The state of Western Australia has reported 1,766 new local cases of COVID-19 the day before it reopens to the outside world. The hospital system has been placed on red alert, and Premier Mark McGowan has announced a $72 million support package for impacted businesses.
When Washington prepares to open the border, there are 1,766 new local COVID instances recorded.
Another four cases were found in travellers, bringing the total number of new infections to 1,770.
The majority of cases were detected from 14,545 PCR tests conducted yesterday, while 732 were picked up by self-reported rapid antigen tests (RATs).
It means there are now 6,979 active cases in WA, with 16 in hospital and none in ICU.
While those numbers remain low, WA Chief Health Officer Andy Robertson said it was necessary for hospitals to move to the second-highest level of alert.
Hospitals recognize increased risk
Public hospitals have shifted to a red alert level under WA’s COVID-19 framework for System Alert and Response (SAR) In recognition of the Omicron threat.
The red level means the state is experiencing “widespread transmission” with increasing and high rates of community spread of the virus.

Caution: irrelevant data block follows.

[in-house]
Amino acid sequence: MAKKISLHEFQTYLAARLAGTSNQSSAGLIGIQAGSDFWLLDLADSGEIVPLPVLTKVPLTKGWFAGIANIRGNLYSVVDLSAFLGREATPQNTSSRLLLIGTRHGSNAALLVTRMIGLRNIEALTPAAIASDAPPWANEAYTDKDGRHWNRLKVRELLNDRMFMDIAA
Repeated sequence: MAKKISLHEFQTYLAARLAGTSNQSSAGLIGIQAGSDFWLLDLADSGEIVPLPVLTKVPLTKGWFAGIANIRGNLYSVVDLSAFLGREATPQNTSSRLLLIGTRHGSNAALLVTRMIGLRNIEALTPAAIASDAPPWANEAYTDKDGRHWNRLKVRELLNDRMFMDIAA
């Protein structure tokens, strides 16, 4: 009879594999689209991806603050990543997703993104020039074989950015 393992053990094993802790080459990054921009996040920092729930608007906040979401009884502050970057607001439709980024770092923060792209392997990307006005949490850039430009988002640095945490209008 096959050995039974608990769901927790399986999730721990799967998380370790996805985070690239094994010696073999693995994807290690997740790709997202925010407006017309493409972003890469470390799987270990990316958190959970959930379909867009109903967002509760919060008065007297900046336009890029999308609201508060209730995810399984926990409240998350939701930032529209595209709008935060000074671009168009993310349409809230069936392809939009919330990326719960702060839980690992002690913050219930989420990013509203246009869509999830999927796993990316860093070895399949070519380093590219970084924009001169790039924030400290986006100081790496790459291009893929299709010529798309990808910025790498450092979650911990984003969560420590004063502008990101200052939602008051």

The Premier said a code red was necessary now to prepare for a coming wave of hospitalisations.
“We expect the hospitalisation rate will grow over coming weeks, and that’s why our hospitals need to be prepared,” he said.
In a statement published by the WA Health Department, Dr Robertson said the transition meant health service providers would take further measures to “manage the increased risk of COVID-19 transmission and reduce impacts within hospitals as much as possible”.
“For many larger businesses, payroll tax relief for three months might not be enough to cover the impact of the next four weeks, but I hope it still makes a difference,” the Premier said.
Professional sporting clubs, like the Glory, Lynx, Wildcats and Western Force will also receive a $35,000 rebate per game for venue hire until June 30.
Fees associated with the public transport included in tickets will be waived this month, with clubs only required to pay half of that cost for matches in April.
They will also not have to pay for public transport to matches for this month, and will only have to pay half the cost for matches next month.
Mr McGowan said businesses would be able to apply for the grants from next week, and payments will be processed “as quickly as possible”.
Mr McGowan said funding for event organisers and suppliers had previously depended on events being cancelled, but the scheme was now being reconsidered.
Red alert measures being rolled out in hospitals include:
- Increased use of PPE, including N95 masks
- Extended use of telehealth for outpatient services
- Deferral of non-urgent face-to-face services
- Visits restricted to approved visitors or those with exemptions
- RATs for all patients attending
- RATs for visitors, essential carers, and parents and guardians in high-risk areas or for vulnerable patients
- Voluntary RATs three times a week for staff who regularly work with high-risk patients.